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Proceedings Paper • Open Access

Using students’ misconceptions of primary coloured lights to design a hands-on coloured light mixer
Author(s): Suchai Nopparatjamjomras; Ratchapak Chitaree

Paper Abstract

A surface mount typed multi-coloured Light-Emitting Diode (LED) is used as a light source for the hands-on coloured light mixer. The LED consists of red, green and blue tiny sources but the mixer is designed to have four switches corresponding to red, green, blue and yellow light. These colours correspond to students’ misconceptions of primary coloured lights; they realize that the primary colours and the rules for lights mixing are the same as those of paints. To generate a yellow light, a microcontroller placed between four input switches and the LED operates both a red and green tiny sources. In addition, the microcontroller is employed to eliminate some combinations of coloured light mixing to simplify the experiment (basic mode) for non advanced students. If the mixer is used with more advanced students, a number of combinations will increase and students need more analytical skills to find out the primary coloured lights (the coloured lights that can not be produced by the mixing of any other coloured lights). Therefore, the mixer is able to use with more advanced and non advanced students depending on the program in the microcontroller and some modifications of the circuit. Furthermore, to introduce students an idea that other hues or shades can be generated by mixing of these three primary coloured lights of different intensities, a tuning circuit is integrated to vary an intensity of the green light source.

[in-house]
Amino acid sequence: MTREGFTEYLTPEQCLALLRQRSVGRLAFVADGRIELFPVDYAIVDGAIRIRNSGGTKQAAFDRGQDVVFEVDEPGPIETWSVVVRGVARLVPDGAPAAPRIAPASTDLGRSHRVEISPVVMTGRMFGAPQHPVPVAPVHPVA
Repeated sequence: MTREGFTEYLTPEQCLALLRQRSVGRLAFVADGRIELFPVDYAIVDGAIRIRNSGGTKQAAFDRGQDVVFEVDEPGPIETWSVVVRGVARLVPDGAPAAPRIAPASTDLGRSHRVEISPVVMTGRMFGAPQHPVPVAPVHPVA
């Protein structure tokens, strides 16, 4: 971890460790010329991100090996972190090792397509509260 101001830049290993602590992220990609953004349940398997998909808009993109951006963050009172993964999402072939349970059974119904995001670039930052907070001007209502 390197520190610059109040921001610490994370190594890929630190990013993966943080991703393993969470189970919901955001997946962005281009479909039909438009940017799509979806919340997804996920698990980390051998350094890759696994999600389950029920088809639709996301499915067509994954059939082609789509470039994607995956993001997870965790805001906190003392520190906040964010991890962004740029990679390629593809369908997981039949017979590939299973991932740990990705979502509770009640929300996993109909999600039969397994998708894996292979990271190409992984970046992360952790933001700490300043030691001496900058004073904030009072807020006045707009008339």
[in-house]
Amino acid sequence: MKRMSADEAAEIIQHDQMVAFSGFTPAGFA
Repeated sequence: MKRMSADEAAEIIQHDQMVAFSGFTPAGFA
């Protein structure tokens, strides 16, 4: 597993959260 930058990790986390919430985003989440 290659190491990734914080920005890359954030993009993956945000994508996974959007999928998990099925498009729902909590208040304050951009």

Paper Details

Date Published: 5 June 2009
PDF: 9 pages
Proc. SPIE 9666, 11th Education and Training in Optics and Photonics Conference, 96660O (5 June 2009); doi: 10.1117/12.2207964
Show Author Affiliations
Suchai Nopparatjamjomras, Mahidol Univ. (Thailand)
Ratchapak Chitaree, Mahidol Univ. (Thailand)


Published in SPIE Proceedings Vol. 9666:
11th Education and Training in Optics and Photonics Conference
K. Alan Shore, Editor(s)

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